I’ve been in love with the outdoors since I was a kid,and had great adventures as a Girl Scout. Our six NatHab trips intensified our awe of this amazing planet,and also convinced us that traveling with like minded friends made the journeys even more enjoyable.

  2. Carlyn Kline May 4, 2010 at 8:32 pm - Reply

    I’ve been in love with the outdoors since I was a kid, and had great adventures as a Girl Scout. Our six NatHab trips intensified our awe of this amazing planet, and aso convinced us that traveling with like minded friends made the journeys even more enjoyable.
    As for behavior changes: after returning from each of our seven winters spent RV’ing all over Mexico, I found myself speaking Spanish to any and all, not an entirely appropriate action in northwest Missouri {although it would be less suspect lately}.
    Also, after each of my seven trips to China, I came home craving Chinese
    food and much more mindful of people’s personal space, not much in evidence there.
    Further trips around the globe taught me new culinary tricks, added many birds to my life list, and reinforced the idea that personal connections with both the natural world and its inhabitants are the richest source of wisdom and delight.

  3. Carlyn Kline May 4, 2010 at 10:25 pm - Reply

    Oops! Somehow Ed’s name got on my response. Let me assure you he was never a Girl Scout!

  4. Travis May 4, 2010 at 10:34 pm - Reply

    Still waiting! I’d love to go on a NatHab trip!

  5. C.G.A. May 5, 2010 at 6:49 am - Reply

    I just thought Ed was a trailblazer — a man before his time!

  6. NineQuietLessons May 7, 2010 at 2:02 pm - Reply

    I’ve never been on a Nat Hab trip, but some of my trips to other countries have made me appreciate the infrastructure here in America more.

  7. John May 9, 2010 at 9:58 pm - Reply

    Going on Nat Hab trips always reinforces the importance of not wasting any time. Some of the best moments on a trip are the early morning and late evening hikes, when critters are moving around and the light is low on the horizon.

  8. Susan Kohlback May 10, 2010 at 1:47 pm - Reply

    May Day has taken on a new tradition for my family since our trip to China in 1985. We found ourselves in Beijing on May Day and in the company of millions of sightseers, as families ventured out to celebrate a rare day off from work. There were so many people trying to visit the Forbidden City that day, all I could see were roofs and bobbing heads. Every year since, our family has ordered or cooked Chinese food on May Day to reminisce about our trip.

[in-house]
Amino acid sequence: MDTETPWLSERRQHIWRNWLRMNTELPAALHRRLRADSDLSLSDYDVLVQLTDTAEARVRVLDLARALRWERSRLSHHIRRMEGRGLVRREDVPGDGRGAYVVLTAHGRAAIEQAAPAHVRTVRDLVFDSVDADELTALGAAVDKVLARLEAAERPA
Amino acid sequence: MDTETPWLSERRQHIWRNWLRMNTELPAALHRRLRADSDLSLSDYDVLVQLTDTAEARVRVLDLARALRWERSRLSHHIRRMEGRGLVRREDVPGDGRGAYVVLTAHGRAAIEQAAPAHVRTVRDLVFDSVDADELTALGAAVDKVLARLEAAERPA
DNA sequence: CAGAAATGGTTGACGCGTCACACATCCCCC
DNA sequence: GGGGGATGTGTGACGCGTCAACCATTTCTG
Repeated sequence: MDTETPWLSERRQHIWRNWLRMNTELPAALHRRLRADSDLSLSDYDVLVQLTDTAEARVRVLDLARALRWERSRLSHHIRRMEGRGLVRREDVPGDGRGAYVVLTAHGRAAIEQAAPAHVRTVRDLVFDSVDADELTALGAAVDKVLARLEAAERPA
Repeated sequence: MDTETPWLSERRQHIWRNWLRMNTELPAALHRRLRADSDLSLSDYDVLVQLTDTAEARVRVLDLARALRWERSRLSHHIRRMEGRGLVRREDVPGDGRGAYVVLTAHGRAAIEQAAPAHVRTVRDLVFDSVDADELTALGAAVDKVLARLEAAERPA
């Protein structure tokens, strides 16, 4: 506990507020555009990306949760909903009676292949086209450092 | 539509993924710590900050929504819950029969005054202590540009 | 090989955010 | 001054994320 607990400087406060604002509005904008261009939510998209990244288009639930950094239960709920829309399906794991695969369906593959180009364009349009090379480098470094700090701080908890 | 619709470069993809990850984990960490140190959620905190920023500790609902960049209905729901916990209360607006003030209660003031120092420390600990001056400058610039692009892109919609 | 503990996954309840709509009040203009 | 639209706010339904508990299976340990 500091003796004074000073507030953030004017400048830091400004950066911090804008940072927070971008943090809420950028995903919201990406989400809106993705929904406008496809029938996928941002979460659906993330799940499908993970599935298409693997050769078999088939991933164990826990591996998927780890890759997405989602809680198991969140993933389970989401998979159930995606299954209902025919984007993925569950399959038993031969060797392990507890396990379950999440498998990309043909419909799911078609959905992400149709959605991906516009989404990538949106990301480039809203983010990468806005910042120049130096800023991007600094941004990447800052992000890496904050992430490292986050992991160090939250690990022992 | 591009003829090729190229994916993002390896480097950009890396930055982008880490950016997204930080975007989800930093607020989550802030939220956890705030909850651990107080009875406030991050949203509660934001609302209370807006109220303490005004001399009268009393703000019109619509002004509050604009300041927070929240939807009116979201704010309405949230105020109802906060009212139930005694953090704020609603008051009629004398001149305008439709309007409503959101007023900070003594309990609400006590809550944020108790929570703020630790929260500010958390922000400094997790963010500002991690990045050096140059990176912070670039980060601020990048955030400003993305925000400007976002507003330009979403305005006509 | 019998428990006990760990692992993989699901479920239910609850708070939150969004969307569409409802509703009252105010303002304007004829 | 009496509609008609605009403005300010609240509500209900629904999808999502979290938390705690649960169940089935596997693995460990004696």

Susan Kohlback, Editor
    Wicked Good Travel Tips.com
    Greater Boston Area
    (Originally posted on LinkedIn)

  9. Andrea Granahan May 10, 2010 at 1:53 pm - Reply

    In Greece they celebrate the first day of Orthodox Lent with a holiday called Clean Monday. Everyone goes for picnics in the country and flies kites. Years after I left there, my husband and I built a giant kite and invited friends over for a picnic. It coincided with Shakespeare’s birthday so I wrote his sonnets all over the kite which was made with gold leaf paper someone had given us.

    (Originally posted on LinkedIn)

  10. Susan Kohlback May 10, 2010 at 1:55 pm - Reply

    May Day has taken on a new tradition for my family since our trip to China in 1985. We found ourselves in Beijing on May Day and in the company of millions of sightseers, as families ventured out to celebrate a rare day off from work. There were so many people trying to visit the Forbidden City that day, all I could see were roofs and bobbing heads. Every year since, our family has ordered or cooked Chinese food on May Day to reminisce about our trip.

  11. Dorothy Klinefelter May 11, 2010 at 11:04 am - Reply

    I agree totally. Some travel provides perspectives that are hard to obtain in our normal lives. Sometimes, however, it is not necessary to venture very far. In the mid 1970′s I made a morning trip to Goose Pond near Poynette, Wis. and had the good luck to witness hundreds and hundreds of Tundra Swans feeding and flying at the pond. They flew just 15 feet over our heads in some cases. At that moment a birder was born and I have enjoyed finding and watching birds ever since.

  12. Kit Nordeen May 15, 2010 at 5:00 pm - Reply

    Our travels have helped me to apreciate the beauty of walking quietly through
    the woods at our farm with our dog, Cami. She also seems to enjoy watching and listening for birds and any other creatures who pass through.
    I always did enjoy nature, but our travels have made me value each experience even more. (many of them are not that far from home!)

    Kit